Spice Girls, Nice Girls, Girlies And Tomboyss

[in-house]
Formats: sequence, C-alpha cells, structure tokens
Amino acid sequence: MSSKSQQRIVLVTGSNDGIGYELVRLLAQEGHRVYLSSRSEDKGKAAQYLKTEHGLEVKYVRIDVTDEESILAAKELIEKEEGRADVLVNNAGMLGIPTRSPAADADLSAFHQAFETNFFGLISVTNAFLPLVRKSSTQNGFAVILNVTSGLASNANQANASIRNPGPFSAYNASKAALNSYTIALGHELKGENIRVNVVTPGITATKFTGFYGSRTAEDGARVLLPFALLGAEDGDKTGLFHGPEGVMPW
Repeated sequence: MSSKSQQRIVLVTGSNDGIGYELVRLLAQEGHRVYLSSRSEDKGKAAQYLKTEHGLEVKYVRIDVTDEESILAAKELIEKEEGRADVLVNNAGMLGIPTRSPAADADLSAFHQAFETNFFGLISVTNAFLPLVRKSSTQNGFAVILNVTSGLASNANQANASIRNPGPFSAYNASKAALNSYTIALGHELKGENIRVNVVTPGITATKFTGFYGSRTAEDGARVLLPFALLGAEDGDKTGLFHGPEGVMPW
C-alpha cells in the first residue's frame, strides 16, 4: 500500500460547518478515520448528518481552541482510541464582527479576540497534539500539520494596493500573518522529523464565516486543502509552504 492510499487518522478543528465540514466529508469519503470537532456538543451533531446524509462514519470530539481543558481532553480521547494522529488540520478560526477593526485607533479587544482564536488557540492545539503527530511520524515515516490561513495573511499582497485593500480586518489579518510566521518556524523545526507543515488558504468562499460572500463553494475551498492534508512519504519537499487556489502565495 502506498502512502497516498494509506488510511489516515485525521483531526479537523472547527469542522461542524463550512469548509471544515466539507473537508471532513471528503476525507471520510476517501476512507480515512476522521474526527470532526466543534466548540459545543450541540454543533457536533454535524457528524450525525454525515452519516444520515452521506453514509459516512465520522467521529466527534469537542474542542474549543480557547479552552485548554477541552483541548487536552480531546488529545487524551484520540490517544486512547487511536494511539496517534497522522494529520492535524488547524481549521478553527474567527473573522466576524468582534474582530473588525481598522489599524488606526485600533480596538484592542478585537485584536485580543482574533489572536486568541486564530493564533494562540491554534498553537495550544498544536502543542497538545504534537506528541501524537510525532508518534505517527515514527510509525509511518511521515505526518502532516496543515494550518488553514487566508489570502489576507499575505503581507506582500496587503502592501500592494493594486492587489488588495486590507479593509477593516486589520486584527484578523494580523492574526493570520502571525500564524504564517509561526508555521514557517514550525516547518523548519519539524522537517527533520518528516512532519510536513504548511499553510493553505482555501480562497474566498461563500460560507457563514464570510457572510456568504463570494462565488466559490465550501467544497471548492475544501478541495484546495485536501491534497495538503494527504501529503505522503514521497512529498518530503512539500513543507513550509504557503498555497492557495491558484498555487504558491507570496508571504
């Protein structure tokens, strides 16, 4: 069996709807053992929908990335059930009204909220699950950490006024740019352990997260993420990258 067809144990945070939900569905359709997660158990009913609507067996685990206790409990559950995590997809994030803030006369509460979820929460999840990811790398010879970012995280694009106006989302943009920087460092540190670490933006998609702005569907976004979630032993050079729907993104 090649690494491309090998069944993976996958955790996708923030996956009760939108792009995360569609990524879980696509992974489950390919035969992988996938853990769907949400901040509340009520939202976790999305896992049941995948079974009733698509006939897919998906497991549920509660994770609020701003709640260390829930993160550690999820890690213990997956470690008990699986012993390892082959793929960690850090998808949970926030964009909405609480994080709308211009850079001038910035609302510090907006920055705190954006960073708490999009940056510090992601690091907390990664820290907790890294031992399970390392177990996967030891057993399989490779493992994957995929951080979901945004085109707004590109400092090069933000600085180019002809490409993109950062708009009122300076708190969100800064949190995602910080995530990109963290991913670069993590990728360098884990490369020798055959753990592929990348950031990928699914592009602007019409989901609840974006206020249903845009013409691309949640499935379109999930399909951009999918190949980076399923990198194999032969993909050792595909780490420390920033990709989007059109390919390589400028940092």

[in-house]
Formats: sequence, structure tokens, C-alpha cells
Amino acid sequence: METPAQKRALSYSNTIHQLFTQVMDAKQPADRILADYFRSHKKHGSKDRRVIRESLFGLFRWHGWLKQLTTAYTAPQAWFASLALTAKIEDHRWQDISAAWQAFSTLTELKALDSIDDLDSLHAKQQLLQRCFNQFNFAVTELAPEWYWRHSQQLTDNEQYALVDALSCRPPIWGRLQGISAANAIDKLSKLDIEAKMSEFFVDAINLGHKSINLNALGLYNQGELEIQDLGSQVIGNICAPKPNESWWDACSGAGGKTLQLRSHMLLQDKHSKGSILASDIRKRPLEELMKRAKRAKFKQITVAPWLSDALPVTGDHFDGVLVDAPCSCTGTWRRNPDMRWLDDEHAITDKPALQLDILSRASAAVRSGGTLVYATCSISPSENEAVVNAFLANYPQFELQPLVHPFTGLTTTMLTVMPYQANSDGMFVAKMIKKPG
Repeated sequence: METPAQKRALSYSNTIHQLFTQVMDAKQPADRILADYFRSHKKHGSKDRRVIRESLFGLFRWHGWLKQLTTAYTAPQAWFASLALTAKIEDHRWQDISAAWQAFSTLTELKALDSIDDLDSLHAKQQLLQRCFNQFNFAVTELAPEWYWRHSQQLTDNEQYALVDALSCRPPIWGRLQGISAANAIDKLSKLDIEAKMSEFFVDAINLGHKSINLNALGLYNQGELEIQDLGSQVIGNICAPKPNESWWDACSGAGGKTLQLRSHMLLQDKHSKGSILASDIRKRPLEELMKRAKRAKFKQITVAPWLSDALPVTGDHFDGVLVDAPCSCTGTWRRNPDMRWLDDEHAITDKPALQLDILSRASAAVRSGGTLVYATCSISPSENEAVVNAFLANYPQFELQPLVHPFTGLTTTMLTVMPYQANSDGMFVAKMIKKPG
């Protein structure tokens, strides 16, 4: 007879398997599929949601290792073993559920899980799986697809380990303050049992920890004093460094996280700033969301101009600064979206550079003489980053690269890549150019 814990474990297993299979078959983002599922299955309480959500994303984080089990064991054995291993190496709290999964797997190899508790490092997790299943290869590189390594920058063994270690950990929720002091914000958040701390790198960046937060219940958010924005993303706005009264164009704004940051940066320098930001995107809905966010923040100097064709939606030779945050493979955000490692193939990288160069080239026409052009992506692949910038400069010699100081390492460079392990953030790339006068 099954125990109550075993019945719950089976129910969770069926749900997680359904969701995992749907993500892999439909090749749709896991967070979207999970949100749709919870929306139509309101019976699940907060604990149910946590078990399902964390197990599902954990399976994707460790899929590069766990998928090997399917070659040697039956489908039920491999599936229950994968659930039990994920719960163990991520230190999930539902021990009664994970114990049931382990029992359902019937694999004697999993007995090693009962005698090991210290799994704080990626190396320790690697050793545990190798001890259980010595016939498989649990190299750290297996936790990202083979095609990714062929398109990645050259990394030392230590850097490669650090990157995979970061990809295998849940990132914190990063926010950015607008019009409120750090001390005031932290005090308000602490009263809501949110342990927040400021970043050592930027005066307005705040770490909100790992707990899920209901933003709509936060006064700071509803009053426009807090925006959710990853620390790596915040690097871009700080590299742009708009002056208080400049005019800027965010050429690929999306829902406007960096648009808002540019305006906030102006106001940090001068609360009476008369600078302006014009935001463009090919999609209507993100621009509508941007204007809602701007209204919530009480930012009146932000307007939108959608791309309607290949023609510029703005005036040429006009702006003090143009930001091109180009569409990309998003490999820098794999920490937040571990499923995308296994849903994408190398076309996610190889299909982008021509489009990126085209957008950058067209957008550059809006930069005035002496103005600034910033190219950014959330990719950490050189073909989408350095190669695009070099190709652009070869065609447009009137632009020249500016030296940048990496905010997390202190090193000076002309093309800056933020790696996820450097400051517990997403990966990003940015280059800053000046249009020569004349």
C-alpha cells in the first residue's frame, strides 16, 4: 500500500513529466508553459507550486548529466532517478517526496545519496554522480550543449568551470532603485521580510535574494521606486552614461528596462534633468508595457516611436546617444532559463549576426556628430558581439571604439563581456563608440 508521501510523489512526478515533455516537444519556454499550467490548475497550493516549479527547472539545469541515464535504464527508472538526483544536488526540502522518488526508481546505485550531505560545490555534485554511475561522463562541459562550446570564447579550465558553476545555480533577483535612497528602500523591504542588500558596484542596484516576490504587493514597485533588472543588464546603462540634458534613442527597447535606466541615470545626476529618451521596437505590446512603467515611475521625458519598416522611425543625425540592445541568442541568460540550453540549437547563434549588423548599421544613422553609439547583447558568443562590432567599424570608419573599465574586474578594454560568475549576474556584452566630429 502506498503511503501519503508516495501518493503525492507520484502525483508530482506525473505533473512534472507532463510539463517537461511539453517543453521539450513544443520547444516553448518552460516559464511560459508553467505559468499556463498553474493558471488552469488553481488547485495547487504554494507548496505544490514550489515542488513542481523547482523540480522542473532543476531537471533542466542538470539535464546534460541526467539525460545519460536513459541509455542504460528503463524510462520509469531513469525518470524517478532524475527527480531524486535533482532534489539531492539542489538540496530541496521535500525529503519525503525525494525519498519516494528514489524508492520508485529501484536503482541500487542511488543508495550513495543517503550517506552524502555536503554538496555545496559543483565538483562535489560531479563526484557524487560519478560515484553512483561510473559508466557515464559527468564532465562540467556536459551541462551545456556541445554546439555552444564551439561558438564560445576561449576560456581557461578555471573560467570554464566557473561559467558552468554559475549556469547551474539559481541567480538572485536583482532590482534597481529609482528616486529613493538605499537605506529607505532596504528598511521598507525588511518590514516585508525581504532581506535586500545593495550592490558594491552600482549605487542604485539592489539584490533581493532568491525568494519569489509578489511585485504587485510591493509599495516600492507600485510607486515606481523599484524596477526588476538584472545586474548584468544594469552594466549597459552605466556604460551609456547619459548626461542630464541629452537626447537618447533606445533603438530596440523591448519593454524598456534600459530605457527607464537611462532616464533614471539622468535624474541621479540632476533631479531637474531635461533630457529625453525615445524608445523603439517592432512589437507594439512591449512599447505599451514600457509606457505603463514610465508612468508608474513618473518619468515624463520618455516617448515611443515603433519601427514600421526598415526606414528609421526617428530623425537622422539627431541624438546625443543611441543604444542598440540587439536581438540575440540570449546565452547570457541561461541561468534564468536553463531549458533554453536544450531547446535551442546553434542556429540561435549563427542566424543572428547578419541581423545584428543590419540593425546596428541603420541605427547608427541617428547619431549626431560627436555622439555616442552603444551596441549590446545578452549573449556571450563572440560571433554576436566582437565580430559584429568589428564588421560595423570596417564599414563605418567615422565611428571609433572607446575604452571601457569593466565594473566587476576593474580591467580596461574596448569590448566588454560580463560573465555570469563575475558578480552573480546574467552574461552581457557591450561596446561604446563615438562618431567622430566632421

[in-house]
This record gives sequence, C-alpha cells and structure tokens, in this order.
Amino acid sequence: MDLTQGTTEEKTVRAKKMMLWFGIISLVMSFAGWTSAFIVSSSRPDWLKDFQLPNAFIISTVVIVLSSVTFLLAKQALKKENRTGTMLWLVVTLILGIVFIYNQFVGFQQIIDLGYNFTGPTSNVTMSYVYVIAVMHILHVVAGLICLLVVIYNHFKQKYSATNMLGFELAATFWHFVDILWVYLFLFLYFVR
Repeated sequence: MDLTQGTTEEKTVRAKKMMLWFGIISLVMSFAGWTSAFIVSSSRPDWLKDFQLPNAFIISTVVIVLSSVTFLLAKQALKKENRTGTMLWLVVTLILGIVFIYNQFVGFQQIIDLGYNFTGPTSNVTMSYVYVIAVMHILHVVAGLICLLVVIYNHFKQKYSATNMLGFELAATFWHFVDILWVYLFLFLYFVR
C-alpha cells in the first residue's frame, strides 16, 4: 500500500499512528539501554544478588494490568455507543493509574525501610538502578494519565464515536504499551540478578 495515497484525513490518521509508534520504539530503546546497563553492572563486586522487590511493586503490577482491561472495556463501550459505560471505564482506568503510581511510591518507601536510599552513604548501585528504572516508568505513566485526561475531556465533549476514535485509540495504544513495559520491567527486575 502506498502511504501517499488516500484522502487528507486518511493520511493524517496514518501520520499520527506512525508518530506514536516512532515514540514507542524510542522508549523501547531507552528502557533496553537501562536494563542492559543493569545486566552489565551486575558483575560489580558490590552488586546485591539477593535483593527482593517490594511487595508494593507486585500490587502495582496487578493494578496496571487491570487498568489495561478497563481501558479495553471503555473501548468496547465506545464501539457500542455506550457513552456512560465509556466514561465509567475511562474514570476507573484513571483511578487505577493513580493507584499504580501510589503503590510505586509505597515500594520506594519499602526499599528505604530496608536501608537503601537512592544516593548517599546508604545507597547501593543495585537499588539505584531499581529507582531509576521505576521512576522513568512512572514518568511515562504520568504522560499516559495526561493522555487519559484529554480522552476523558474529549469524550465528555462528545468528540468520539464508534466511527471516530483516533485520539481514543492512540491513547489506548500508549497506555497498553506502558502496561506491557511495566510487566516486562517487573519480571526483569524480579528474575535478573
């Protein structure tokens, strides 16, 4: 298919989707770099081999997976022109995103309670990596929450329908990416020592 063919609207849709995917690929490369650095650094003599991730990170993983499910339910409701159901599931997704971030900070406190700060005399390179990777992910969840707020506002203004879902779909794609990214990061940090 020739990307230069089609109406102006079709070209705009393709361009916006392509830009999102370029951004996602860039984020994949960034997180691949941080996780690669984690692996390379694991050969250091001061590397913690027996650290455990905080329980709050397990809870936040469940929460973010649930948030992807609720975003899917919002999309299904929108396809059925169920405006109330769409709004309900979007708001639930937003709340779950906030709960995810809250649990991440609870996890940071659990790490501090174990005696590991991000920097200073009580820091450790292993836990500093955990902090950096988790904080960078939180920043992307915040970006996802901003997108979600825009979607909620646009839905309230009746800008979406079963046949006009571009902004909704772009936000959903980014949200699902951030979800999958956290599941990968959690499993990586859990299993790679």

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We read the article “Spice Girls,” “Nice Girls,” “Girlies,” and “Tomboys”: Gender Discourses, Girls’ Cultures, and Femininities in the Primary Classroom and discussed the subgroups that girls have at school. There were four groups: spice girls, nice girls, girlies and tomboys. Each group has their own culture. The spice girls are perceived to have power by acting negatively towards the other groups. The girlies were interested in jewelry, fashion and other stereotypical feminine items. The nice girls were very accepting towards all of the groups. They focused more on their studies and less on the drama that girls sometimes carry. The tomboys rebelled against the need to act the way girls their age are “supposed” to act. They were most interested in sports, had male social groups and had a low tolerance for most girls. We discussed that family status and environment does play a significant role in the girls’ decisions and actions regarding which social group they entered into. We saw that the girls with single parents or from a low socioeconomic status tend to act out or try to gain negative attention from their peers and authority. In our group we discussed how one of the group members was a tomboy because she valued the respect of the boys for their drive and determination. Another girl in the group was a girlie girl because she went to an all-girls high school. Although there was no pressure from the opposite sex she was constantly surrounded by messages telling her how girls should act and felt pressure to conform to that. She mentioned that at the all-boys school down the street if a boy didn’t conform to social norms he was disrespected or called named such as gay or a tool. This is supported in the readings because the boys were also quick to call other subgroups names. In our discussion, we agreed that society did not choose the roles of which groups these

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